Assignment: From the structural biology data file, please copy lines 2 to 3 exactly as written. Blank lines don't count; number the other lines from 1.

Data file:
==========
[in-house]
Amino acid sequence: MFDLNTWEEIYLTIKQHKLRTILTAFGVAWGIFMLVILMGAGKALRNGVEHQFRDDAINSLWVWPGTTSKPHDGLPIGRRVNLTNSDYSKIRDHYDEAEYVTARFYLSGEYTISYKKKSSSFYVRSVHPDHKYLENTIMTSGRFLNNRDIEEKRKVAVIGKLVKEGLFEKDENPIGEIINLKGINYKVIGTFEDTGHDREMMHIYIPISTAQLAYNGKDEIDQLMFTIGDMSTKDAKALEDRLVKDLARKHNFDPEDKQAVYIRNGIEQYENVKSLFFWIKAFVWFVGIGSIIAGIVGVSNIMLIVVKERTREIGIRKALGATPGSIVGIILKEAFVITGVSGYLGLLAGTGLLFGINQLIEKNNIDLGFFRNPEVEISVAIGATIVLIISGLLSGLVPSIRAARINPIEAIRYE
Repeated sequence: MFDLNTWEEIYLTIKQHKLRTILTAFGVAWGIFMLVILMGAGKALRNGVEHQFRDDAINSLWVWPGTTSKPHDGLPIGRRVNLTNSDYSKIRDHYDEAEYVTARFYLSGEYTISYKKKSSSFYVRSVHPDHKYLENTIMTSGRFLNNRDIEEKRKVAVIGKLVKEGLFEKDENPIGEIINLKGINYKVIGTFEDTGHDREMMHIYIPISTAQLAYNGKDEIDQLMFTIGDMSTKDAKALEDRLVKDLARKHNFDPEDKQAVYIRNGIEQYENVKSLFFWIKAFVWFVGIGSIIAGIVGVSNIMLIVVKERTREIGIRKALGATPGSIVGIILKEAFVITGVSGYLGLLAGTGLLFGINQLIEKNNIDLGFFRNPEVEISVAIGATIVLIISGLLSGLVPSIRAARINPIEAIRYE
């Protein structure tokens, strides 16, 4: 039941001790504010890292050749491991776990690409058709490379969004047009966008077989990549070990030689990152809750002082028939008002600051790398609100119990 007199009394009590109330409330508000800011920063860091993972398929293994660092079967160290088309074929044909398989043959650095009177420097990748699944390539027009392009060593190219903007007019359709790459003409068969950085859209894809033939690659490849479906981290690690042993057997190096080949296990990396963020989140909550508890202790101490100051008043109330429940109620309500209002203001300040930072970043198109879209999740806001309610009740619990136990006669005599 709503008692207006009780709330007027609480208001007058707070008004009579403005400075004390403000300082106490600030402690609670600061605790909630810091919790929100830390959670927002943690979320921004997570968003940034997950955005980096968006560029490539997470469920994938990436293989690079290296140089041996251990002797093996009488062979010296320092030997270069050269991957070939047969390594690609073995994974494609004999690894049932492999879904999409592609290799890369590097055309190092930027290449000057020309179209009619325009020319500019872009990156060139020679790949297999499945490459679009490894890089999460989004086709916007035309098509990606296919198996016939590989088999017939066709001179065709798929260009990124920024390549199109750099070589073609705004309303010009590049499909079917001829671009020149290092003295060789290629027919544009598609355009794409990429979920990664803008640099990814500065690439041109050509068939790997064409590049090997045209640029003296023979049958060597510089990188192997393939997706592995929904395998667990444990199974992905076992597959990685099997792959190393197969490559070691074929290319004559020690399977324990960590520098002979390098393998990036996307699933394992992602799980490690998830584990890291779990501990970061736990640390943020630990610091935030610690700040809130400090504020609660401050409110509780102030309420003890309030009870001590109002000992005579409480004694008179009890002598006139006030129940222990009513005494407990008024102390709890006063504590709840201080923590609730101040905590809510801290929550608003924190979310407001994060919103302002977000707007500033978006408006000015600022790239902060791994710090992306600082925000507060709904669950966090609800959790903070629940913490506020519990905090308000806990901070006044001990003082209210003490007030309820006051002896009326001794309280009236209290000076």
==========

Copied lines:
Amino acid sequence: MFDLNTWEEIYLTIKQHKLRTILTAFGVAWGIFMLVILMGAGKALRNGVEHQFRDDAINSLWVWPGTTSKPHDGLPIGRRVNLTNSDYSKIRDHYDEAEYVTARFYLSGEYTISYKKKSSSFYVRSVHPDHKYLENTIMTSGRFLNNRDIEEKRKVAVIGKLVKEGLFEKDENPIGEIINLKGINYKVIGTFEDTGHDREMMHIYIPISTAQLAYNGKDEIDQLMFTIGDMSTKDAKALEDRLVKDLARKHNFDPEDKQAVYIRNGIEQYENVKSLFFWIKAFVWFVGIGSIIAGIVGVSNIMLIVVKERTREIGIRKALGATPGSIVGIILKEAFVITGVSGYLGLLAGTGLLFGINQLIEKNNIDLGFFRNPEVEISVAIGATIVLIISGLLSGLVPSIRAARINPIEAIRYE
Repeated sequence: MFDLNTWEEIYLTIKQHKLRTILTAFGVAWGIFMLVILMGAGKALRNGVEHQFRDDAINSLWVWPGTTSKPHDGLPIGRRVNLTNSDYSKIRDHYDEAEYVTARFYLSGEYTISYKKKSSSFYVRSVHPDHKYLENTIMTSGRFLNNRDIEEKRKVAVIGKLVKEGLFEKDENPIGEIINLKGINYKVIGTFEDTGHDREMMHIYIPISTAQLAYNGKDEIDQLMFTIGDMSTKDAKALEDRLVKDLARKHNFDPEDKQAVYIRNGIEQYENVKSLFFWIKAFVWFVGIGSIIAGIVGVSNIMLIVVKERTREIGIRKALGATPGSIVGIILKEAFVITGVSGYLGLLAGTGLLFGINQLIEKNNIDLGFFRNPEVEISVAIGATIVLIISGLLSGLVPSIRAARINPIEAIRYE